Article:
San Francisco Giants' Pablo Sandoval grimaces after being hit by a pitch against the A's at AT&T Park on Friday, July 13, 2018. (Kevin N. Hume/S.F. Examiner)

San Francisco Giants' Pablo Sandoval grimaces after being hit by a pitch against the A's at AT&T Park on Friday, July 13, 2018. (Kevin N. Hume/S.F. Examiner)

Pablo Sandoval wins it with roller in ninth against Seattle Mariners

In a battle of lockdown bullpens, it was the San Francisco Giants that emerged victorious, defeating the host Seattle Mariners 4-3 on Tuesday night with a run in the ninth inning that scored on an infield single and a throwing error.

Pablo Sandoval’s slow grounder with two outs in the ninth was fielded by a charging Dee Gordon, positioned on the outfield grass. His rushed, side-arm throw to first glanced off of first baseman Ryon Healy’s glove, allowing Steven Duggar to race home with the go-ahead run. Duggar’s one-out single off Edwin Diaz — his second hit of the night after going 1-for-13 over his past four games — started the rally.

Ben Gamel had tied the game in the sixth with a two-out, pinch-hit single off Reyes Moronta, who had come in to replace starter Andrew Suarez. He was batting for Guillermo Heredia, who tied the game up with a solo homer in the second.

San Francisco (52-50) had scored single runs in the third, fourth and sixth, but couldn’t get a shut-down inning after taking the lead any of those three times. Kelby Tomlinson was involved in each of the first two rallies, tripling in the third and scoring on a Chase d’Arnaud pop-up to no-man’s land. He also singled home Brandon Crawford in the fourth, chasing Mariners spot starter Roenis Elias.

Elias, who was starting as Seattle decided to play it safe with ace James Paxton’s return from the disabled list, allowed six hits over 3 2/3 innings.

The Mariners tied it in the bottom of the fourth after loading the bases with no outs, with Nelson Cruz scoring on Denard Span’s sac fly, but Austin Slater gunned down Kyle Seager at the plate to keep the score tied after Zunino followed with a single.

After collecting three hits as a designated hitter against the Oakland A’s on Saturday, Hunter Pence once again took up the spot on Tuesday with Slater starting, and led off the sixth with a 445-foot moonshot off of Chasen Bradford for his first home run of the season. So far, as the designated hitter this year, Pence is 4-for-9. In his career, he’s 5-for-17.

After Gamel tied things back up in the sixth, San Francisco’s bullpen set Seattle (60-41) down in order in each of the final three innings. Sam Dyson struck out a pair in the seventh, Tony Watson took care of the eighth and Smith struck out Mike Zunino and Gamel before getting Gordon to pop out to close the game.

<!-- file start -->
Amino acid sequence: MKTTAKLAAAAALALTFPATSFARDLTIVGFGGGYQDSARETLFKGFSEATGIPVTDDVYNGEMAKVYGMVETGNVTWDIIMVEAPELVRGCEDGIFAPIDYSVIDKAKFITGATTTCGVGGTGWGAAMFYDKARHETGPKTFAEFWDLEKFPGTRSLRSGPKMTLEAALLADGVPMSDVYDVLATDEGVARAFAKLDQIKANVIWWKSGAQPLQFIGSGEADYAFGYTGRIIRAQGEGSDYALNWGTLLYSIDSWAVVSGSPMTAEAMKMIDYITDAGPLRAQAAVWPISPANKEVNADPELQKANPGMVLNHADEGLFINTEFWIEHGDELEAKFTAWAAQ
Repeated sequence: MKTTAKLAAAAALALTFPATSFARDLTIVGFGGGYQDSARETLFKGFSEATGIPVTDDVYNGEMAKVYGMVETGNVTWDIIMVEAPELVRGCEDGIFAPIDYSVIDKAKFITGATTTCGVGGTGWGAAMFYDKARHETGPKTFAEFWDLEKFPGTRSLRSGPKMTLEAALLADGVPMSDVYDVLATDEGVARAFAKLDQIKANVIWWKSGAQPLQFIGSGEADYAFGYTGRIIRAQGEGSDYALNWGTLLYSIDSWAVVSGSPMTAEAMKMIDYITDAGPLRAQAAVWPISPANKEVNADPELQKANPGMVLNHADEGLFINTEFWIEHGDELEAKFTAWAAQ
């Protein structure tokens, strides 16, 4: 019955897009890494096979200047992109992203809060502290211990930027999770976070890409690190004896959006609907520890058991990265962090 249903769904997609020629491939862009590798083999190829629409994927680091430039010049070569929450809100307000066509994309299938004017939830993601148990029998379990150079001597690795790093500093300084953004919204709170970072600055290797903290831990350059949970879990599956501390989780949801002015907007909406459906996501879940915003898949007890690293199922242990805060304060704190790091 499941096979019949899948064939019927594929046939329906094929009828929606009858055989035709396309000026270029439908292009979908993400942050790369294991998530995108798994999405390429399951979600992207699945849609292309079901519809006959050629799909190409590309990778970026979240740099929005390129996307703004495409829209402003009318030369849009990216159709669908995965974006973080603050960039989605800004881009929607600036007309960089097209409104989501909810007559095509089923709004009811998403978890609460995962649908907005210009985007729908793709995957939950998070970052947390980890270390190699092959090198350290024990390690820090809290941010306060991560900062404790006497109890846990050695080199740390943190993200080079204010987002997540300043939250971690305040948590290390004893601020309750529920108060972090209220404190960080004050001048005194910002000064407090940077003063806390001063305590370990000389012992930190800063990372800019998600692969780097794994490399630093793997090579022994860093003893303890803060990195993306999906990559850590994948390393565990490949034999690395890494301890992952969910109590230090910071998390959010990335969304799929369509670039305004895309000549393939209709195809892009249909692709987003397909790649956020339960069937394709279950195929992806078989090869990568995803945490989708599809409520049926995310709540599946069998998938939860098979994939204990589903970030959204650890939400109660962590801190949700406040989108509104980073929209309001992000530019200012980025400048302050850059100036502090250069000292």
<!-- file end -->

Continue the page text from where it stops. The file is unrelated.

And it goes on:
Giants left-hander Will Smith took care of the bottom of the ninth for his fourth save, with the only shut-down inning San Francisco would get on the evening.

With the win, manager Bruce Bochy tied Casey Stengel for 11th on the all-time managerial wins list. He now has 1,905. The 10 managers ahead of him are in the Hall of Fame.Hunter PenceMLBPablo SandovalReyes Morontasam dysonSan Francisco GiantsSeattle Marinerstony watsonWill Smith

Just Posted

Cabernet sauvignon grapes sat in a container after being crushed at Smith-Madrone Winery in St. Helena. (Courtesy Smith-Madrone Winery)
San Francisco’s ‘Champagne problems’ — Wine industry suffers supply chain woes

‘Everywhere you turn, things that were easy are no longer easy’

Glasses behind the bar at LUNA in the Mission District on Friday, Oct. 15, 2021. Glassware is just one of the many things restaurants have had trouble keeping in stock as supply chain problems ripple outward. (Kevin N. Hume/The Examiner)
SF restaurants face product shortages and skyrocketing costs

‘The supply chain crisis has impacted us in almost every way imaginable’

A Giants fans hangs his head in disbelief after the Dodgers won the NLDS in a controversial finish to a tight Game 5. (Chris Victorio/Special to The Examiner)
Giants dream season ends at the hands of the Dodgers, 2-1

A masterful game comes down to the bottom of the ninth, and San Francisco came up short

<strong>Workers with Urban Alchemy and the Downtown Streets Team clean at Seventh and Market streets on Oct. 12. <ins>(Kevin N. Hume/The Examiner)</ins> </strong>
<ins></ins>
Why is it so hard to keep San Francisco’s streets clean?

Some blame bureaucracy, others say it’s the residents’ fault

Speaker of the House Nancy Pelosi — seen in Washington, D.C., on Tuesday — touted Congressional Democrats’ infrastructure bill in San Francisco on Thursday. (Stefani Reynolds/The New York Times)
Pelosi touts infrastructure bill as it nears finish line

Climate change, social safety net among major priorities of Democrats’ 10-year funding measure

Most Read